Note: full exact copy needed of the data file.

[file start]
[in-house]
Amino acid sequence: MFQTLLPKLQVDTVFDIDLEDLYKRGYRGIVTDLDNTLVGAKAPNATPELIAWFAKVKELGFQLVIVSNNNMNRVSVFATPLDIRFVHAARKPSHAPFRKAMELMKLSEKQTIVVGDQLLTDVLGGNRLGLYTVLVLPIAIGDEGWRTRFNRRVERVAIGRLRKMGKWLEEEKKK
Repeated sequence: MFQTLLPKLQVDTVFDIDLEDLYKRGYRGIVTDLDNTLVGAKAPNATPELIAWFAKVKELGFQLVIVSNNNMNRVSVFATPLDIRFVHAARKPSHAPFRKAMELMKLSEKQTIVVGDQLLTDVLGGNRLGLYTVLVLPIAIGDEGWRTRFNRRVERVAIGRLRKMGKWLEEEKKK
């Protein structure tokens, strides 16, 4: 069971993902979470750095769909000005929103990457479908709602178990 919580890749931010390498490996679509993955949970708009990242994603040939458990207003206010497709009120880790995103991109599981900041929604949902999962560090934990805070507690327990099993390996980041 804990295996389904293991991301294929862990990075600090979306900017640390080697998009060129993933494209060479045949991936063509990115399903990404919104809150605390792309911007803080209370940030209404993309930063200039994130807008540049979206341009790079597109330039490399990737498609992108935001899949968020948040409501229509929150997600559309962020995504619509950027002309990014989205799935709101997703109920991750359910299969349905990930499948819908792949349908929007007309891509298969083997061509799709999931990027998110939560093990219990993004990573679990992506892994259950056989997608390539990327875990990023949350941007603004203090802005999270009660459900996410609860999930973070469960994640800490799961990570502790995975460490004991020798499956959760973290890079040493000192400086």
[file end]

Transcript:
[in-house]
Amino acid sequence: MFQTLLPKLQVDTVFDIDLEDLYKRGYRGIVTDLDNTLVGAKAPNATPELIAWFAKVKELGFQLVIVSNNNMNRVSVFATPLDIRFVHAARKPSHAPFRKAMELMKLSEKQTIVVGDQLLTDVLGGNRLGLYTVLVLPIAIGDEGWRTRFNRRVERVAIGRLRKMGKWLEEEKKK
Repeated sequence: MFQTLLPKLQVDTVFDIDLEDLYKRGYRGIVTDLDNTLVGAKAPNATPELIAWFAKVKELGFQLVIVSNNNMNRVSVFATPLDIRFVHAARKPSHAPFRKAMELMKLSEKQTIVVGDQLLTDVLGGNRLGLYTVLVLPIAIGDEGWRTRFNRRVERVAIGRLRKMGKWLEEEKKK
């Protein structure tokens, strides 16, 4: 069971993902979470750095769909000005929103990457479908709602178990 919580890749931010390498490996679509993955949970708009990242994603040939458990207003206010497709009120880790995103991109599981900041929604949902999962560090934990805070507690327990099993390996980041 804990295996389904293991991301294929862990990075600090979306900017640390080697998009060129993933494209060479045949991936063509990115399903990404919104809150605390792309911007803080209370940030209404993309930063200039994130807008540049979206341009790079597109330039490399990737498609992108935001899949968020948040409501229509929150997600559309962020995504619509950027002309990014989205799935709101997703109920991750359910299969349905990930499948819908792949349908929007007309891509298969083997061509799709999931990027998110939560093990219990993004990573679990992506892994259950056989997608390539990327875990990023949350941007603004203090802005999270009660459900996410609860999930973070469960994640800490799961990570502790995975460490004991020798499956959760973290890079040493000192400086």